"There must be more to it than that, if not why do we bother? Why not just roll over and let the Autons and Cybermen take us. Things must get better, then we have something to work for." The Doctor stared back at him as his eyebrows creased. Briefly, just briefly, Alistair Lethbridge-Stewart saw a flash of recognition in the deep eyes, as his friend's used to look several lifetimes ago.

"I'm sorry Brigadier," he said rubbing his brow, "things have been a little hectic lately."


"Well, I turned 975 yesterday," the Time Lord said matter-of-factly.

"Happy Birthday Doctor."

"Thank you, Brigadier."

14 May 1996.


Sunday, 12 April 2009

If - "Song of the Space Whale"

Another instalment of "If" from Peter Adamson. This entry is posted to tie in with the announcement that Big Finish are adapting some tales from the abandoned Season 23. This "If" comes from the second series of "If" where, instead of examining what impact the story would have had on the series had it been made, it asks what medium would it be best adapted to today (in part already possibly answered by the Big Finish announcement!).

The Fifth Doctor adventure: The Song of the Space Whale/[The] Space-Whale

Writers: Pat Mills [and John Wagner]
Characters: Fourth Doctor/ Fifth Doctor, Tegan, Nyssa and Turlough / Sixth Doctor [and Peri?]
Episodes: Four (according to a 1980 scene breakdown)
Pitched: 1978 (to Anthony Read), 1980 (the Christopher Bidmead), thereafter to Eric saward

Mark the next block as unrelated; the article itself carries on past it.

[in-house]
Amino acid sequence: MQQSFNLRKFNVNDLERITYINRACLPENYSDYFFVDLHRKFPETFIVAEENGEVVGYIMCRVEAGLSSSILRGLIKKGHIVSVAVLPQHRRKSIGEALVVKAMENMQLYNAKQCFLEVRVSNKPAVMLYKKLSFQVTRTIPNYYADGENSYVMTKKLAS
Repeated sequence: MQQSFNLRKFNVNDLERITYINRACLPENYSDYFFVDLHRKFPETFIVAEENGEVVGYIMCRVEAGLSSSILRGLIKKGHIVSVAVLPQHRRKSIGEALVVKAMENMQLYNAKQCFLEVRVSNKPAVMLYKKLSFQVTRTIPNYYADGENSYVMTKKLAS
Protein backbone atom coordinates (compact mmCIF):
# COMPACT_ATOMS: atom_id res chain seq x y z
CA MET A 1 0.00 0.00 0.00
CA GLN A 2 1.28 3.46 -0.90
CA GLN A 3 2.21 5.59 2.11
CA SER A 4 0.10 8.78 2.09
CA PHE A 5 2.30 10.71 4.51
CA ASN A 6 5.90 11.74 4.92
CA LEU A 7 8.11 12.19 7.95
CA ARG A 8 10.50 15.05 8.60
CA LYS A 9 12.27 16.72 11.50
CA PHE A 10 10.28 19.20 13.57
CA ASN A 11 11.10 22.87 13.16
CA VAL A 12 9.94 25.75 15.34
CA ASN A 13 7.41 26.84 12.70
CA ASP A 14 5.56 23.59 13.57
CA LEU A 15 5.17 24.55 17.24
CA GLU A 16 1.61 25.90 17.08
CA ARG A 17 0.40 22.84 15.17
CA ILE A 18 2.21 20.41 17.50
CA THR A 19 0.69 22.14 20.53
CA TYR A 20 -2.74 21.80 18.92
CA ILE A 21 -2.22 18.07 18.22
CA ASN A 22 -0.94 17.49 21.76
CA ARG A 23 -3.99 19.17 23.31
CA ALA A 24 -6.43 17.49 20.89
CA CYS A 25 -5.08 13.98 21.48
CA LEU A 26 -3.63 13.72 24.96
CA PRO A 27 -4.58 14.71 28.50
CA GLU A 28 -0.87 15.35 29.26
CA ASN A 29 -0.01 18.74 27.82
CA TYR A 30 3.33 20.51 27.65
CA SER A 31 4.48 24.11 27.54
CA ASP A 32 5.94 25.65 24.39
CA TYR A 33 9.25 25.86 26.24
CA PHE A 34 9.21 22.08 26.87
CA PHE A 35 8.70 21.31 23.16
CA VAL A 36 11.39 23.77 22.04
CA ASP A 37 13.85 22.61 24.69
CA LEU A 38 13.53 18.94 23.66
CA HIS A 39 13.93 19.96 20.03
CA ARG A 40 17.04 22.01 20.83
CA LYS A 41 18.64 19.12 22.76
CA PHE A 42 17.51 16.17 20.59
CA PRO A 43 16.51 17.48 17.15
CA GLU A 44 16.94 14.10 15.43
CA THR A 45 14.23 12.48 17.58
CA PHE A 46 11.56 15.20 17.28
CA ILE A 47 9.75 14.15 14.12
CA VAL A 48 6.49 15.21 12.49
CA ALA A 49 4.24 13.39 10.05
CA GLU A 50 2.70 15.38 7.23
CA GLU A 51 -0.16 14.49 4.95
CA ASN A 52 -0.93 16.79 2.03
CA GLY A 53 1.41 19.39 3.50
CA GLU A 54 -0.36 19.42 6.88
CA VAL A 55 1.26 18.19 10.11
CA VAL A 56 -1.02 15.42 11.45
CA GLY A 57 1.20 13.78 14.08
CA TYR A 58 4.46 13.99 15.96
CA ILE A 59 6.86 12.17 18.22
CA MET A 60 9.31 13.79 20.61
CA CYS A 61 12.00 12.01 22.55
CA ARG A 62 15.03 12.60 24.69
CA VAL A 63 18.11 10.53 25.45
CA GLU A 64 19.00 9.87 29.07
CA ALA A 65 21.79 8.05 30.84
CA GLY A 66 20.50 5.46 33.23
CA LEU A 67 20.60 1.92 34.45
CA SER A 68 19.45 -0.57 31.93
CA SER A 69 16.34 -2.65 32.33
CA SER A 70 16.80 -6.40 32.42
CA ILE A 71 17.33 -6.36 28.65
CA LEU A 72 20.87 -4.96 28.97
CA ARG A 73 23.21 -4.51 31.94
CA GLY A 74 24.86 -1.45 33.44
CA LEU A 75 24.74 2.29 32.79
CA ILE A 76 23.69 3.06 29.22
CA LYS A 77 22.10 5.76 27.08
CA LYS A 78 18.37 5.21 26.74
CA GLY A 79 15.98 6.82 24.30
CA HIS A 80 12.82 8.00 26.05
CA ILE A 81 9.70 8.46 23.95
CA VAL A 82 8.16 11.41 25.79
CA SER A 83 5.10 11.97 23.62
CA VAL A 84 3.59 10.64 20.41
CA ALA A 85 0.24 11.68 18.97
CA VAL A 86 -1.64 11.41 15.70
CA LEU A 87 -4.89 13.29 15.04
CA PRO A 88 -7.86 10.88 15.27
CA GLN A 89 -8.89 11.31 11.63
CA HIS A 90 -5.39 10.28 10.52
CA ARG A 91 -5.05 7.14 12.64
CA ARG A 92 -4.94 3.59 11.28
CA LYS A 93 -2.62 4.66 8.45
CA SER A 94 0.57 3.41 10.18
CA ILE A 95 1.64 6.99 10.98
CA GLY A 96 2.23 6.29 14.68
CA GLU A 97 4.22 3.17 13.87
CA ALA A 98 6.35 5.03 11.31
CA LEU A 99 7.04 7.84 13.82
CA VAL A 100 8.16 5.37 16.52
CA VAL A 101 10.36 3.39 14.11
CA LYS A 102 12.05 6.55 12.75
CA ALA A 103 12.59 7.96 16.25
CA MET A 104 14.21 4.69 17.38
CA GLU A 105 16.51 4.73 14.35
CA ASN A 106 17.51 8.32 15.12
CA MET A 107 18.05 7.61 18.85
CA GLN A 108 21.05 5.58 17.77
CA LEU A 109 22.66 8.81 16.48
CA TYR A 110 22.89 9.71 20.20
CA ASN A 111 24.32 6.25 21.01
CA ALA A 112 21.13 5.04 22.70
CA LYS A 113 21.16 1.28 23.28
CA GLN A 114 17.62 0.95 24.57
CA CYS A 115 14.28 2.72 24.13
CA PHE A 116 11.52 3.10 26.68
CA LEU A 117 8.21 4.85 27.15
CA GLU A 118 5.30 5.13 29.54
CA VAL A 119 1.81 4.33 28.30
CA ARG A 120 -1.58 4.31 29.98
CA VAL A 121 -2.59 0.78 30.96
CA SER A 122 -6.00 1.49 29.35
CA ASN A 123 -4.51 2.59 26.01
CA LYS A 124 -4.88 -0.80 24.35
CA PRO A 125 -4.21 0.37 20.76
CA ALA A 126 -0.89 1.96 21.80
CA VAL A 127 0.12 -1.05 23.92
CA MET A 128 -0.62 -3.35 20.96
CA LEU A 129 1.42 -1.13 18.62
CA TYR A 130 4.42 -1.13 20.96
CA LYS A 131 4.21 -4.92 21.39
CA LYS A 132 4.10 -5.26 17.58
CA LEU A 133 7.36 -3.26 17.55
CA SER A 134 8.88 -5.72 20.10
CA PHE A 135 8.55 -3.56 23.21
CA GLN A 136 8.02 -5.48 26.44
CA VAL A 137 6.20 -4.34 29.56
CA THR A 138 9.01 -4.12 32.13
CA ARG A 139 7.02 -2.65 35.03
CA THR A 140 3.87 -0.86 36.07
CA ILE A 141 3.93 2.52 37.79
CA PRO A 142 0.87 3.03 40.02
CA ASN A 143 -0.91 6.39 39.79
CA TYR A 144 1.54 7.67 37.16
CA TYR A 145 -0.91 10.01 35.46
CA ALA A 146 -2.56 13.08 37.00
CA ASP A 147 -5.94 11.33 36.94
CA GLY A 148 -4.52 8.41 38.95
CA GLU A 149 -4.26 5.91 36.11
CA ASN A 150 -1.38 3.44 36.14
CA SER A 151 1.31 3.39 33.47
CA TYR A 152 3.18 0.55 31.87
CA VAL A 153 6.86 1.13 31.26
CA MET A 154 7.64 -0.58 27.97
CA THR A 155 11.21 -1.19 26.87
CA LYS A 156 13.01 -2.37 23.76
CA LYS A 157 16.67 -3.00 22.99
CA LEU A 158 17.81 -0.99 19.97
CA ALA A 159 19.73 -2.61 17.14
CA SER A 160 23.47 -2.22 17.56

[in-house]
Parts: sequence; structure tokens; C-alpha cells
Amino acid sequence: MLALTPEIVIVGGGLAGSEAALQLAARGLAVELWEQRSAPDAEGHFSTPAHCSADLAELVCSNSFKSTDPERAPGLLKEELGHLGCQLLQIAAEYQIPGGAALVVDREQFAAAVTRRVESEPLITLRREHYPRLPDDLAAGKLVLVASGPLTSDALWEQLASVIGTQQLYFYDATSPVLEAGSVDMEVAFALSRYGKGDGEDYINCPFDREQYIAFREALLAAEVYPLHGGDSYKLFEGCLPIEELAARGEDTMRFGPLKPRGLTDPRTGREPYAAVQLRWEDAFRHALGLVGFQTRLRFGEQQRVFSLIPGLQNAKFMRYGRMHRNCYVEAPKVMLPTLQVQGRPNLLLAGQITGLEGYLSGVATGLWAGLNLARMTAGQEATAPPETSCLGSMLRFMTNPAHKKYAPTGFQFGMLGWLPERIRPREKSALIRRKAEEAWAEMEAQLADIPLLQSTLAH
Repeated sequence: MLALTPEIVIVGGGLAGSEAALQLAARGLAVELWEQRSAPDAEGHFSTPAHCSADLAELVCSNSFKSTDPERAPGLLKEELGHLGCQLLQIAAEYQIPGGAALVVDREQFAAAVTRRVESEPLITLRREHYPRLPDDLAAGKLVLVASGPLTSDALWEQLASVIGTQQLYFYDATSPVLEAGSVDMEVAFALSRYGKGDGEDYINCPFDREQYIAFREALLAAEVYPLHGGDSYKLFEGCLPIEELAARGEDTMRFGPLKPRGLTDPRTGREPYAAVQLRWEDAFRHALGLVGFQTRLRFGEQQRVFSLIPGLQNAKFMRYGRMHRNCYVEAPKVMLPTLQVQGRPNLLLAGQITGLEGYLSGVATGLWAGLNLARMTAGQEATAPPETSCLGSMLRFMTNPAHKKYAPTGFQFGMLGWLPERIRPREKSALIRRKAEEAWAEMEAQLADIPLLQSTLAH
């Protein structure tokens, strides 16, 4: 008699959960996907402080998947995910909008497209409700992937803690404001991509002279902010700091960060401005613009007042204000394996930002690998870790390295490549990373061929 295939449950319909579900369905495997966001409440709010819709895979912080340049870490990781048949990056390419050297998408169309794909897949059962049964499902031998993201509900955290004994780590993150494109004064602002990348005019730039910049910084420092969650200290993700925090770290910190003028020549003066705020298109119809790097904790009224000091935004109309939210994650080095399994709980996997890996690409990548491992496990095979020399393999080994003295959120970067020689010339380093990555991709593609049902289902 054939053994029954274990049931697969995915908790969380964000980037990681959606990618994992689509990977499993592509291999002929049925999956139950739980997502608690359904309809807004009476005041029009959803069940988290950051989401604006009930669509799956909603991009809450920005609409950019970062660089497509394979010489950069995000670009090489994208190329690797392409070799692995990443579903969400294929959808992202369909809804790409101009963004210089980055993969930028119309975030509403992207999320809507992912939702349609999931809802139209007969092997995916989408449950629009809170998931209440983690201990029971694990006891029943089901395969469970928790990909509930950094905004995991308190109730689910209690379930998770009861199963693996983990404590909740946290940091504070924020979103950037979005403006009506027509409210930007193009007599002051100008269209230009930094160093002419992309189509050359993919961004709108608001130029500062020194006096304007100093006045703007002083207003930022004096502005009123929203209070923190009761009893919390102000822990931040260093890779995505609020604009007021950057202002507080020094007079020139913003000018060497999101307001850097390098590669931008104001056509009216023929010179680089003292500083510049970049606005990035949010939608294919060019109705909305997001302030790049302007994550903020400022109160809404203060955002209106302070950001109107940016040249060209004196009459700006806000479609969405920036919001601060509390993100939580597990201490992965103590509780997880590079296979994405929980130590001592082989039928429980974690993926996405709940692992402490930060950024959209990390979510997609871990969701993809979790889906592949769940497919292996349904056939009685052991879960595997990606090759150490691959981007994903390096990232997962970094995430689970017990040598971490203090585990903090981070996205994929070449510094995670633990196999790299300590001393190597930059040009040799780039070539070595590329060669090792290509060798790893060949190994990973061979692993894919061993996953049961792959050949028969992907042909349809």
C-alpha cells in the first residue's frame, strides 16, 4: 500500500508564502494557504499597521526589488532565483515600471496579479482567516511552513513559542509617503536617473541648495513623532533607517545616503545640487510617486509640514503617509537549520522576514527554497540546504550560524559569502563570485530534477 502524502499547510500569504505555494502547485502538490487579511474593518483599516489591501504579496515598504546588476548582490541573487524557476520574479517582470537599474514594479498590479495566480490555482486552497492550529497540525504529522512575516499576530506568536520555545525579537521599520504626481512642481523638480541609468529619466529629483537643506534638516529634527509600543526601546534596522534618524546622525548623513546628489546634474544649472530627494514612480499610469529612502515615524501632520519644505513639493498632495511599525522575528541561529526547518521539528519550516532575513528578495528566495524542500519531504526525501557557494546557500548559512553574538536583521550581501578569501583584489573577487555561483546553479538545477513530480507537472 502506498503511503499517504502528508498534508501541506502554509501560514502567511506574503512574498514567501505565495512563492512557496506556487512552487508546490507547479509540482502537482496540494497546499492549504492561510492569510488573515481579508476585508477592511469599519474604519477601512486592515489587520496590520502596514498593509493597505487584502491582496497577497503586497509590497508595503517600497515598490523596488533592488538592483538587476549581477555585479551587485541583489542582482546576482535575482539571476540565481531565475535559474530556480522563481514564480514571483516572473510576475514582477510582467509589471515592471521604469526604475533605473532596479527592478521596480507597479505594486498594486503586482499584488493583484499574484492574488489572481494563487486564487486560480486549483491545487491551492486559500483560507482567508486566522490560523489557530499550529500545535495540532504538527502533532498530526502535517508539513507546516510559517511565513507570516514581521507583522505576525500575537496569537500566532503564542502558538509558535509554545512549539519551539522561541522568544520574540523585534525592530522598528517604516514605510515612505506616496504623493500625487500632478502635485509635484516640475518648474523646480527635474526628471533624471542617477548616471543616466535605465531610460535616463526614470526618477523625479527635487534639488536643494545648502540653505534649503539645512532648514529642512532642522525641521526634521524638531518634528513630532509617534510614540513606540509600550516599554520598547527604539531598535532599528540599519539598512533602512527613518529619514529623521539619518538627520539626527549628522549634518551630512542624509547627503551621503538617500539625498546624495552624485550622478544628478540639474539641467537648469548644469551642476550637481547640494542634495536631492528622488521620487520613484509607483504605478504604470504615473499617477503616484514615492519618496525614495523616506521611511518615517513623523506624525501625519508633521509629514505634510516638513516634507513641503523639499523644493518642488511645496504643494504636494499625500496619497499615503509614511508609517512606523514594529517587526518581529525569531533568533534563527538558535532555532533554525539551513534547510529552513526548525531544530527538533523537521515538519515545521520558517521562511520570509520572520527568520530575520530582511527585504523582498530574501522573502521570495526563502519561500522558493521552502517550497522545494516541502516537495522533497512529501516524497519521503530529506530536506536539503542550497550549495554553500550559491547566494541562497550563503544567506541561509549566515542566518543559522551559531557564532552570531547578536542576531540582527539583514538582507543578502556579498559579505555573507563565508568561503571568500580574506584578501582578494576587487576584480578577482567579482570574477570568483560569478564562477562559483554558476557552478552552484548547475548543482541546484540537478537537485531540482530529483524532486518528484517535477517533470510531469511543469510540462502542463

Scheduled: Season Twenty, Twenty-One, Twenty-Two (as story 6V)
Final Stage: Abandoned after negotiations between Mills and Saward broke down

Scenario: The TARDIS arrives aboard the Orkas, Multi-Global’s industrial whaling space ship, hunting a Ghaleen, the titular creature. Inside the Ghaleen the Doctor and Nyssa meet a community of humans, among them a recent arrival, the male Turlough. In an attempt to rescue the time-traveling creature’s slaughter they also discover the Ghaleen’s ancestral hunter, the humanoid Thuthon, Krakos. Fleeing time damage from the crippled creature, the Doctor aids in the overthrow of the ship’s corrupt captain and ultimately the Ghaleen’s survival and reunion with its pod. The colony leave the creature, and a restless Turlough asks to join the TARDIS crew.

‘Death is instant. Product loss minimal. Everything will be used’
‘-Everything but the song.’

The story ...

This is it - the mother lode of early '80s unmade-Whodom. A story so far reaching that it reverberated in succeeding years in multimedia, from a punningly-titled d├ębut from proto-Big Finishers AudioVisuals, to yet another of Mike Tucker's endless visual frippery, a TARDIS-Cam Easter egg for, of all things, the Talons of Weng-Chiang DVD. Even in more recent years DWM's eighth Doctor strip has given it a passing nod, in Scott Gray's Leviathan, set inside a giant snake-shaped organic space vessel. In the curious tale that rides this Whale, it would seem that of all the unmade stories, this has made it or at least inspired the most varied incarnations without ever fully being made.

It's a simple idea - a colony of Jonahs in a whale, in space, which is among a species being hunted to extinction by ruthless pirates. If any of this sounds ... I don't know, derivative and heavy-handed, then it may comes as no surprise to some readers that one of its creators was Pat Mills of UK comics fame. I don't mean to sound entirely disingenuous - on paper Space Whale is a gem of an idea - wonderful images that could have been at least as technically challenging as a Wembley-sized stadium filled with extras dressed as cats. It also boasted some intriguing characters and ideas, many of which reappear in Mills' non-Who work; Mills himself being something of a recycler.